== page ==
“APTA is committed to working with governors and local leaders to support their efforts in advancing vital investment projects that require strong federal, state and local partnerships,” he said. “Improving and expanding our nation’s transportation system is critical, and APTA urges Congress and the Trump Administration to make infrastructure investment a priority this year, which will benefit millions of Americans across the country.”

Jim Hartnett, executive director of Caltrain, which has a portion of its electrification project funding tied into the high-speed rail project, explained the electrification project is under construction and is scheduled to completed in 2022.

“The state’s high-speed rail project is required to provide $713 million toward Caltrain’s $2 billion project to electrify the rail corridor and replace most of the commuter rail system’s aging diesel trains with a new electric fleet that will reduce travel times, improve train frequency, and increase system-wide capacity for a rail service that over 65,000 daily riders depend on…Last year, the state increased its commitment to the electrification of Caltrain service when it awarded an additional $165 million to support the purchase of additional electric trains,” said Hartnett.

He noted that Caltrain is currently working to complete the Caltrain Business Plan, which is a long-term evaluation of how rail service should grow on the Caltrain corridor to accommodate ridership demand and address regional traffic congestion through 2040.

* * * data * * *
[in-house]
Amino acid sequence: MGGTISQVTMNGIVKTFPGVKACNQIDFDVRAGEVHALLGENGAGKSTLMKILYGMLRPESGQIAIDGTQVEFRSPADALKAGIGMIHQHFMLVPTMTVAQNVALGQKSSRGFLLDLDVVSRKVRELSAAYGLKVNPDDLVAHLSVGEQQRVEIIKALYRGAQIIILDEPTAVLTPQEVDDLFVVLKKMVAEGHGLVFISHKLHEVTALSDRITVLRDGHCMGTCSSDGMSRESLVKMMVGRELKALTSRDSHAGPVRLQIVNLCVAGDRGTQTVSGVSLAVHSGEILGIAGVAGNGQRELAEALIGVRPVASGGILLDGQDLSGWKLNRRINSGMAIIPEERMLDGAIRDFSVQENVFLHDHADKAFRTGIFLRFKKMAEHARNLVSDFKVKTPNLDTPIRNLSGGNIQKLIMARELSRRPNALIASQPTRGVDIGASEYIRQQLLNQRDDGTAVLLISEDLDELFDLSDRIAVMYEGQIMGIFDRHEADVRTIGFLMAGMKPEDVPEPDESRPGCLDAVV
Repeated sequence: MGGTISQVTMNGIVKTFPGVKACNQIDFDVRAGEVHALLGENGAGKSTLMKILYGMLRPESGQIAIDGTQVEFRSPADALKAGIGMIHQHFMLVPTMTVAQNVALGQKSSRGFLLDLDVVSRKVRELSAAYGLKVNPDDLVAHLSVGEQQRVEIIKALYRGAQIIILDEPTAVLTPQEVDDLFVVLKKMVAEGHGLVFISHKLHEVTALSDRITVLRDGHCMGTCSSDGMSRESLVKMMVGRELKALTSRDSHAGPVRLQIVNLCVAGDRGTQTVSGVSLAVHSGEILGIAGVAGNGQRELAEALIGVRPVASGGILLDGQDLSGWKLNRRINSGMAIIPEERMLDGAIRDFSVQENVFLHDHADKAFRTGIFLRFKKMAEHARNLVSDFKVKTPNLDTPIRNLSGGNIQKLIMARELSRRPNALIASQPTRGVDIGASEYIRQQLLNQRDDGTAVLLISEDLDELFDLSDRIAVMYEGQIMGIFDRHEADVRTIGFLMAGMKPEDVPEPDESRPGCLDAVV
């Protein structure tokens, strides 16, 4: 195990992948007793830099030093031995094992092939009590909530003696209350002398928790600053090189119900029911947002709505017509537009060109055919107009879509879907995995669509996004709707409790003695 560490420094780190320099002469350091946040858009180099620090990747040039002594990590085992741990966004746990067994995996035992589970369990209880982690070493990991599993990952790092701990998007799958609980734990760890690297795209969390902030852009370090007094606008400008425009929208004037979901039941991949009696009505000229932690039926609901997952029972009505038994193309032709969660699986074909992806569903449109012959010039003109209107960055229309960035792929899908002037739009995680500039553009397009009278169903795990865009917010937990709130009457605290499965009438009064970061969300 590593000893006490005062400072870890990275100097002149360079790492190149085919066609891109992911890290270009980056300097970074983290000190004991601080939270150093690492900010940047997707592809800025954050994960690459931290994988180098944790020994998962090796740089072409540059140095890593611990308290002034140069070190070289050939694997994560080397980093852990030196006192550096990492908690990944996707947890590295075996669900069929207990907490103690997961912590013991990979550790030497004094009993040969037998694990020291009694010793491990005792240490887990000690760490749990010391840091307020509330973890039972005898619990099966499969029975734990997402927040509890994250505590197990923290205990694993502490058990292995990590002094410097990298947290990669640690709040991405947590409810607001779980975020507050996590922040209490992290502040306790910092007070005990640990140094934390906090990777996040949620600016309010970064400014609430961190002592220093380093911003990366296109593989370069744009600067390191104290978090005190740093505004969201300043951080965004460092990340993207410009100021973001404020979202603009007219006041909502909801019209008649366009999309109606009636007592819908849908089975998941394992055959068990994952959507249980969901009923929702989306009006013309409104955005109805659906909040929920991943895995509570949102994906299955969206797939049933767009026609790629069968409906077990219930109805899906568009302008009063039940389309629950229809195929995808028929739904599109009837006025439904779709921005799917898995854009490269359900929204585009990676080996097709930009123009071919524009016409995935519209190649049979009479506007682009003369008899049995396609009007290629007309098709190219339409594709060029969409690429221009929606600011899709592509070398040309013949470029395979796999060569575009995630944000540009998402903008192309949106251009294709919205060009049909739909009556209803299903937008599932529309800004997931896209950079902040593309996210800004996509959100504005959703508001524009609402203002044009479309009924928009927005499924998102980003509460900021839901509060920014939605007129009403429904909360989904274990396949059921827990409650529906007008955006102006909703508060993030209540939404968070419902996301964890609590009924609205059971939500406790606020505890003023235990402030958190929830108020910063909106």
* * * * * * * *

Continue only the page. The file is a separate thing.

“Gov. Newsom’s new strategy recognizes the simple fact that the Californian public, while enthusiastic about access to high-speed rail, has lost faith in project managers to deliver it in a reasonable fashion,” said Rail Passengers President Jim Mathews. “By delivering on 200mph-plus service along an Initial Operating Segment (IOS), the Authority can restore public trust.

“There is no question that the IOS must eventually connect to major metro areas in the north and the south of the state for it to have value,” continued Mathews. “We expect to hear from the Newsom Administration and the authority in the coming weeks about developing low-cost paths to connect the IOS to the San Joaquin corridor.”

About the Author

Mischa Wanek-Libman | Editor in Chief

Mischa Wanek-Libman serves as editor in chief of Mass Transit magazine. She is responsible for developing and maintaining the magazine’s editorial direction and is based in the western suburbs of Chicago.

Wanek-Libman has spent more than 20 years covering transportation issues including construction projects and engineering challenges for various commuter railroads and transit agencies. She has been recognized for editorial excellence through her individual work, as well as for collaborative content. 

She is an active member of the American Public Transportation Association's Marketing and Communications Committee and serves as a Board Observer on the National Railroad Construction and Maintenance Association (NRC) Board of Directors.  

She is a graduate of Drake University, where she earned a Bachelor of Arts degree in Journalism and Mass Communication with a major in magazine journalism and a minor in business management.